In his 2013 State of the State Address, Wisconsin Gov. Scott Walker proposed cuts in the state’s income tax rates to be phased in over a few years. According to Assembly Speaker Robin Vos (R-Rochester), the tax cut, which could take effect in 2013, would amount to $300 million to $350 million over two years. According to the Milwaukee Journal Sentinel, Walker says the tax cut will mean about $200 in tax savings for the typical middle-income family.
Income taxes are among the most disruptive factors affecting economic growth; they discourage capital from flowing into a state and hinder job-creation. As the tax competition heats up, lowering Wisconsin’s income tax would help the state attract more jobs and high-quality workers. In this Research & Commentary, Matthew Glans examines income tax reform, the effectiveness of low income tax rates, and Gov. Walker’s tax reforms, and argues that a cut in Wisconsin’s income tax rates would make the state more competitive and attract new business.
One Reason Dollars Ain’t Worth What They Used to Be
Finance, Insurance and Real Estate
In this Heartlander article from The Foundation for Economic Freedom, Lawrence W. Reed examines the history of private coinage in the United States. In the article, Reed argues that private coinage was not banned because it did not work, but because the government did not want the competition. “Private coinage was banned not because it didn’t work but because it did. Governments just don’t care much for competition or for sound and honest money. The Civil War ban on private coinage has remained the law of the land since June 1864—a hallmark on the shameful path of monetary debasement. This, my friends, is one of the reasons your dollars ain’t what they used to be.”
Tip Sheet: North Carolina Renewable Energy Mandate
Policy Analyst Taylor Smith examines the effects North Carolina’s renewable portfolio standard – originally passed in 2007 – has had on North Carolina’s electricity prices and the economy. Taylor says by mandating the consumption of more expensive and less reliable electricity, both business and individuals will have to pay higher energy costs and jobs will inevitably be destroyed.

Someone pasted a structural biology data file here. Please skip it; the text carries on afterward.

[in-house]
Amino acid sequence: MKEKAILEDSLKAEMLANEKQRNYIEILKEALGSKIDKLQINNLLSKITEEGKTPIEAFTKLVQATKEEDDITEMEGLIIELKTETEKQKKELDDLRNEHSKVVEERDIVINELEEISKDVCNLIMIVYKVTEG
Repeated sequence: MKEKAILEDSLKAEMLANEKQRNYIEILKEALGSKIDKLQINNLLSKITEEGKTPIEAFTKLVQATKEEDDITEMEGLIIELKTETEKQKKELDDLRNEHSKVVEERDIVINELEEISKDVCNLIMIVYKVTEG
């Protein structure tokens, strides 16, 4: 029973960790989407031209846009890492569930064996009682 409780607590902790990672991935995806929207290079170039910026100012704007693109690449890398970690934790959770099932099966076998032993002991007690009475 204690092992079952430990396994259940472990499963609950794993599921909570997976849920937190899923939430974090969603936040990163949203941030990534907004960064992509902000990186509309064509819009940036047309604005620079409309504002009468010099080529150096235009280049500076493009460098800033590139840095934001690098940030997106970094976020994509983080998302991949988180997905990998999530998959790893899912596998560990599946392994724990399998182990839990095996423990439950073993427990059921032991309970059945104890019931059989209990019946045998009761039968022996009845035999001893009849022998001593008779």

Taylor estimates that North Carolina industries “spent more than $215 million more on electricity in 2010 than they would have in the average non-RPS mandated state.”
Research & Commentary: Maine Parent Trigger
Maine legislators are considering an education reform that has garnered significant national attention: the Parent Trigger. By allowing a simple majority of parents at a school to “trigger” one of several options (including conversion to a charter, closure, or offering students vouchers with the school’s per-pupil funds), this law would empower parents and increase competition among schools, thus holding educators and school systems directly accountable for their performance.
Joy Pullmann, managing editor of School Reform News, writes, “Given Maine’s poor academic performance, parents and children need all available tools at their disposal.”
Research & Commentary: Ohio Medicaid Expansion
Research & Commentary: North Carolina Medicaid Expansion
Research & Commentary: Michigan Medicaid Expansion
Research & Commentary: Pennsylvania Medicaid Expansion
In the wake of the U.S. Supreme Court’s decision on the Patient Protection and Affordable Care Act (PPACA), also known as Obamacare, states must now decide whether to expand their Medicaid programs by accepting a larger federal subsidy.
Kendall Antekeier argues in each of these state-specific Research & Commentaries that expansion would add to state costs as well as expand a system already producing poor-quality care. The commentary says that, “Manhattan Institute Senior Fellow Avik Roy notes a report from The University of Virginia found ‘Medicaid patients were almost twice as likely to die as those with private insurance; their hospital stays were 42% longer, and cost 26% more. Compared to those without health insurance, Medicaid patients were 13% more likely to die, stayed in the hospital for 50% longer, and cost 20% more. It is hard to see how this problem doesn’t get significantly worse when Obamacare’s expansion of Medicaid is fully phased in.'”